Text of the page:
YOU WON'T have Lippman to kick around...


YOU WON'T have Lippman to kick around anymore, because, readers, this is my last column for the editorial page!

I often think I am president of the United States. Nothing wrong with that. Most political pundits do. I just wish it wasn't always Richard Nixon I think I am. Tricky Dick's the one who said to reporters after losing the California gubernatorial race in 1962, "You won't have Nixon to kick around anymore, because, gentlemen, this is my last press conference!" Many of you knew that. That's the sort of by-lined political and historical trivia (among other things) I've been dishing up here twice a week since Jan. 1, 1976.

The column was anonymous for the previous two decades. It was called "Notes & Comment." Price Day wrote it most of the time, with occasional help from me and a few others. After Price retired, Joe Sterne assigned the column to me full time and put my name on it. Price had created a feature that took the serious lightly and the light seriously but still seemed at home on this often grave page, and I was expected to do the same. (I have done my best, but know better than anyone that following in Price's footsteps is not the same thing as filling his shoes.) So I owe a lot to Price, a lot to Joe and a lot to Jerry Griffin, who hired me in the first place.

Thanks for the soapbox, guys.

I have been invited to write signed pieces for the page opposite this one and for the books section of The Sun, and I will, irregularly and infrequently. Regularly and frequently for a little while longer I will be writing editorials for this page.

Editorial writing, not column writing, has defined my professional life in my 30 years here. Even in the 19-plus years that I've been a twice-a-week editorial page columnist, I've written more unsigned editorials than columns. I came to The Sun to write editorials in 1965 because it had an editorial page staff much bigger than the other papers interested in my labor. That's important. It allows writers to specialize to a degree.

Specialists can make mistakes, but far fewer than overworked generalists. The more writers on a staff, the more research and rewriting can go into each editorial. And something else, which may be most important of all: The more writers on an editorial page staff, the more balance and consideration for other views in the finished editorials.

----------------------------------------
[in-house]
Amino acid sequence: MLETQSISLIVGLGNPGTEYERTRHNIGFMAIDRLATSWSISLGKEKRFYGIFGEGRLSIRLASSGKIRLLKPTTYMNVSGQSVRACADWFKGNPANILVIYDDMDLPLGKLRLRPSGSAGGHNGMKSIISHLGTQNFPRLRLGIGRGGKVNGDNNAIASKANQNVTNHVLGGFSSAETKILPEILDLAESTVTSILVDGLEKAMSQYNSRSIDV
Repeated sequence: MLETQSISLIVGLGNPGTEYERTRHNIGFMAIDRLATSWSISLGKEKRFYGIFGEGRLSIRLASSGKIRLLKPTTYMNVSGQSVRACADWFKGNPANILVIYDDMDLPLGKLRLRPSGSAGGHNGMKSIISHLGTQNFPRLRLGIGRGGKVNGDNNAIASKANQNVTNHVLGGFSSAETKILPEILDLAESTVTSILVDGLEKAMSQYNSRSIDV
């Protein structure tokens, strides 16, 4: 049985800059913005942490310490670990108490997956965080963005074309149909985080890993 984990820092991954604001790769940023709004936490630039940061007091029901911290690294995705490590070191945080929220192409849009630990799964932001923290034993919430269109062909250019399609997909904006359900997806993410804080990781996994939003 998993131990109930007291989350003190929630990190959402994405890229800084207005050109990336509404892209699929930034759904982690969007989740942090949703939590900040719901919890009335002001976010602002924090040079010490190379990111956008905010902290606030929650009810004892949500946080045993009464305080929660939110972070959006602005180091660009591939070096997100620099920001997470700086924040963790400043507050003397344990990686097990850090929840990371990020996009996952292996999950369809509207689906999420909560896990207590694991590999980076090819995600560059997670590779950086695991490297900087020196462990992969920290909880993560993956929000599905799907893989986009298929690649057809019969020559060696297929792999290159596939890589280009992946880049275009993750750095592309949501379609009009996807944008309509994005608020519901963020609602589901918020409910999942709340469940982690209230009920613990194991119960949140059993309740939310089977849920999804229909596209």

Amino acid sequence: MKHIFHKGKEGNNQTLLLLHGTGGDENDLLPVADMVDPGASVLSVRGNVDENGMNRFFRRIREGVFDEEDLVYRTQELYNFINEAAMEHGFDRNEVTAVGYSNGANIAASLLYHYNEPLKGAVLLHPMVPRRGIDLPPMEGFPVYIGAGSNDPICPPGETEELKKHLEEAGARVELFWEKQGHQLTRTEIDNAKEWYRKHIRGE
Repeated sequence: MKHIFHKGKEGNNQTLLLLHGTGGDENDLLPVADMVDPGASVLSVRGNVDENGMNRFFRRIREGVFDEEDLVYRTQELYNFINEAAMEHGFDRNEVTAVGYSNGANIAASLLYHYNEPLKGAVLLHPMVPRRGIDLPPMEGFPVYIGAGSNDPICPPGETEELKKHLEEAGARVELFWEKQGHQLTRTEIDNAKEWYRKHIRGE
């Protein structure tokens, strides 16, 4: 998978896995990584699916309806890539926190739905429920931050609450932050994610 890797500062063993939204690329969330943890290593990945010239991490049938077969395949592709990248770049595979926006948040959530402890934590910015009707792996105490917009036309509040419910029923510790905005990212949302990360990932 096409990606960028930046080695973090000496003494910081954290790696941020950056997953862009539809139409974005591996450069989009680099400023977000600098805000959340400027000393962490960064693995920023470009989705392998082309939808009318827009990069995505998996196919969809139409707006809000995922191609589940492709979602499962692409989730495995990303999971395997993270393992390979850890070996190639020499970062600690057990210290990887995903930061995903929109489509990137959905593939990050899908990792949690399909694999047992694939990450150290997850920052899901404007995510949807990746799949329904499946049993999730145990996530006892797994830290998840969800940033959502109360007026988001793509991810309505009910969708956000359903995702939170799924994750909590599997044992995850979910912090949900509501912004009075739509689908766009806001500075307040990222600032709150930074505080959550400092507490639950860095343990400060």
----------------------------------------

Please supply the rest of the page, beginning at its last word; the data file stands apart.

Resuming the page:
I said something similar to that in a recent criticism of angry, bombastic talk radio hosts. A reader responded in a letter to the editor:

"H. L. Mencken is quoted in a book edited by Mr. Lippman as saying, 'Most men are convinced not by appeals to their reason, but by appeals to their emotions and prejudices. Such emotions and prejudices are not necessarily ignoble. It is just as creditable to hate injustice and dishonesty as it is to love the truth. One of the chief purposes of The Sun, as I understand it, is to stir up such useful hatreds.' I submit that many radio talk shows are doing precisely that."

Okay. Good point. But here's the rest of the story. Mencken made those remarks to the president of the corporation that published The Sun, Paul Patterson, in 1928. The Sun's editorial page editor, John Owens, replied, "This paper has set itself up as liberal. If liberalism means anything, it means that kind of intellectual honesty which opens the doors to all the facts." Patterson sided with Owens.

That "liberal" creed has continued to dominate this page ever since. Even when we were anti-Franklin D. Roosevelt, even when we were pro-Richard Nixon. Stirring up hatreds, useful or otherwise, is not The Sun's style, and I bet it never will be.

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